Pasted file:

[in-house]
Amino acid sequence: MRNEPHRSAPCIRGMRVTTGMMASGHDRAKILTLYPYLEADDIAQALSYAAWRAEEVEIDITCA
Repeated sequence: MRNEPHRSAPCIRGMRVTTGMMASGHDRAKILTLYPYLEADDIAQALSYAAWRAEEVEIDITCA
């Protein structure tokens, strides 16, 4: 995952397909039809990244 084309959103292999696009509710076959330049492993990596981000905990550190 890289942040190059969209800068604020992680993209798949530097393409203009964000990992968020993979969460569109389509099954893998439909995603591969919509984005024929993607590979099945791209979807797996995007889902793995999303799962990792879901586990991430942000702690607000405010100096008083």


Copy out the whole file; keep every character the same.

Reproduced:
[in-house]
Amino acid sequence: MRNEPHRSAPCIRGMRVTTGMMASGHDRAKILTLYPYLEADDIAQALSYAAWRAEEVEIDITCA
Repeated sequence: MRNEPHRSAPCIRGMRVTTGMMASGHDRAKILTLYPYLEADDIAQALSYAAWRAEEVEIDITCA
């Protein structure tokens, strides 16, 4: 995952397909039809990244 084309959103292999696009509710076959330049492993990596981000905990550190 890289942040190059969209800068604020992680993209798949530097393409203009964000990992968020993979969460569109389509099954893998439909995603591969919509984005024929993607590979099945791209979807797996995007889902793995999303799962990792879901586990991430942000702690607000405010100096008083």